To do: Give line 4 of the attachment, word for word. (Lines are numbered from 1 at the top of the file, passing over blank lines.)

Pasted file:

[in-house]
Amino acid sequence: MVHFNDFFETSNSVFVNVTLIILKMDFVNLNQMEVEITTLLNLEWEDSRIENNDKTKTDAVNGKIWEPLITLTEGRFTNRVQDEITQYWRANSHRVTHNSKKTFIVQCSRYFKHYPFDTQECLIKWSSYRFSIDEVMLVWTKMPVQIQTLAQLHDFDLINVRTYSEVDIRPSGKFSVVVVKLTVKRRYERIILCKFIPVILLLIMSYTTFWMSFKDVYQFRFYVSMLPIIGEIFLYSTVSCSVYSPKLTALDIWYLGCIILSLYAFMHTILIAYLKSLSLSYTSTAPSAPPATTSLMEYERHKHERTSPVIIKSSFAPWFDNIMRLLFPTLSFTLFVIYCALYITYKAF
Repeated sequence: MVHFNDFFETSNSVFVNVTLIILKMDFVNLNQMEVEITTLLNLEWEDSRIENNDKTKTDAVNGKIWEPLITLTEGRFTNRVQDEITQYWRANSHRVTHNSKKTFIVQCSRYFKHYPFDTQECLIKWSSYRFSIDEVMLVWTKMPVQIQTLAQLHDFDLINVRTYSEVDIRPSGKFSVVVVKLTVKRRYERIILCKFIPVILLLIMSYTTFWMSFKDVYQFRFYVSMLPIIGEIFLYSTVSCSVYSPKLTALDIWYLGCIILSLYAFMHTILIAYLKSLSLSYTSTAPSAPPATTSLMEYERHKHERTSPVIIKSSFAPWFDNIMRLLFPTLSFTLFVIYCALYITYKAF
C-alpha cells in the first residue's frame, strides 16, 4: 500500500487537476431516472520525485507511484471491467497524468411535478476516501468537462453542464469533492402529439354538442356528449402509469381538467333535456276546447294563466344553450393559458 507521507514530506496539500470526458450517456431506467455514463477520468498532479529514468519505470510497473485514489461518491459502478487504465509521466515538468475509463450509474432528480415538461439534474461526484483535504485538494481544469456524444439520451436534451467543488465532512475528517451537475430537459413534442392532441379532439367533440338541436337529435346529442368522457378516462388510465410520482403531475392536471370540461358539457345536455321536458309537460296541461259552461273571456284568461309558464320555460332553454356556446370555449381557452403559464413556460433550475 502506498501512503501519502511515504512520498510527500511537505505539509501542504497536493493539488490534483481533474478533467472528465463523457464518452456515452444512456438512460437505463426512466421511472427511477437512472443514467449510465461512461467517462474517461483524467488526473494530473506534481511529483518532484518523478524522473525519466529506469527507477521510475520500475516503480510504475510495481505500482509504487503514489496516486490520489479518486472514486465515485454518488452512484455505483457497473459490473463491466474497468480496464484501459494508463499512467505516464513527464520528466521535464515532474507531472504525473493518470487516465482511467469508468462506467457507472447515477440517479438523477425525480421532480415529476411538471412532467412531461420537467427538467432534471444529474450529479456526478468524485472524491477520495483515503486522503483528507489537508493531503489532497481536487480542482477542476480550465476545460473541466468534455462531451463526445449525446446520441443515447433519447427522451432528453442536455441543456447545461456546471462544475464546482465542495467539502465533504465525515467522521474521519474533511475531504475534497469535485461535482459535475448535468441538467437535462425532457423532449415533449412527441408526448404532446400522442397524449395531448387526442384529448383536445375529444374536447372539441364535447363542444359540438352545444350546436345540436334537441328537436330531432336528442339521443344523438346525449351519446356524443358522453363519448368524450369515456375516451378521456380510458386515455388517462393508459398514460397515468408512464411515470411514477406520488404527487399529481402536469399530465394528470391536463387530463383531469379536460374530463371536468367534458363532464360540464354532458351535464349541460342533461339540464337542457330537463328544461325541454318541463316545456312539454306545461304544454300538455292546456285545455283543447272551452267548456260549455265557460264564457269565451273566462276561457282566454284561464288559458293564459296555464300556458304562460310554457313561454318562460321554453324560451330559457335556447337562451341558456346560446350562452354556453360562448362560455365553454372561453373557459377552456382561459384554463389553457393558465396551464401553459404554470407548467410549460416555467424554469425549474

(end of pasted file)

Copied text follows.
C-alpha cells in the first residue's frame, strides 16, 4: 500500500487537476431516472520525485507511484471491467497524468411535478476516501468537462453542464469533492402529439354538442356528449402509469381538467333535456276546447294563466344553450393559458 507521507514530506496539500470526458450517456431506467455514463477520468498532479529514468519505470510497473485514489461518491459502478487504465509521466515538468475509463450509474432528480415538461439534474461526484483535504485538494481544469456524444439520451436534451467543488465532512475528517451537475430537459413534442392532441379532439367533440338541436337529435346529442368522457378516462388510465410520482403531475392536471370540461358539457345536455321536458309537460296541461259552461273571456284568461309558464320555460332553454356556446370555449381557452403559464413556460433550475 502506498501512503501519502511515504512520498510527500511537505505539509501542504497536493493539488490534483481533474478533467472528465463523457464518452456515452444512456438512460437505463426512466421511472427511477437512472443514467449510465461512461467517462474517461483524467488526473494530473506534481511529483518532484518523478524522473525519466529506469527507477521510475520500475516503480510504475510495481505500482509504487503514489496516486490520489479518486472514486465515485454518488452512484455505483457497473459490473463491466474497468480496464484501459494508463499512467505516464513527464520528466521535464515532474507531472504525473493518470487516465482511467469508468462506467457507472447515477440517479438523477425525480421532480415529476411538471412532467412531461420537467427538467432534471444529474450529479456526478468524485472524491477520495483515503486522503483528507489537508493531503489532497481536487480542482477542476480550465476545460473541466468534455462531451463526445449525446446520441443515447433519447427522451432528453442536455441543456447545461456546471462544475464546482465542495467539502465533504465525515467522521474521519474533511475531504475534497469535485461535482459535475448535468441538467437535462425532457423532449415533449412527441408526448404532446400522442397524449395531448387526442384529448383536445375529444374536447372539441364535447363542444359540438352545444350546436345540436334537441328537436330531432336528442339521443344523438346525449351519446356524443358522453363519448368524450369515456375516451378521456380510458386515455388517462393508459398514460397515468408512464411515470411514477406520488404527487399529481402536469399530465394528470391536463387530463383531469379536460374530463371536468367534458363532464360540464354532458351535464349541460342533461339540464337542457330537463328544461325541454318541463316545456312539454306545461304544454300538455292546456285545455283543447272551452267548456260549455265557460264564457269565451273566462276561457282566454284561464288559458293564459296555464300556458304562460310554457313561454318562460321554453324560451330559457335556447337562451341558456346560446350562452354556453360562448362560455365553454372561453373557459377552456382561459384554463389553457393558465396551464401553459404554470407548467410549460416555467424554469425549474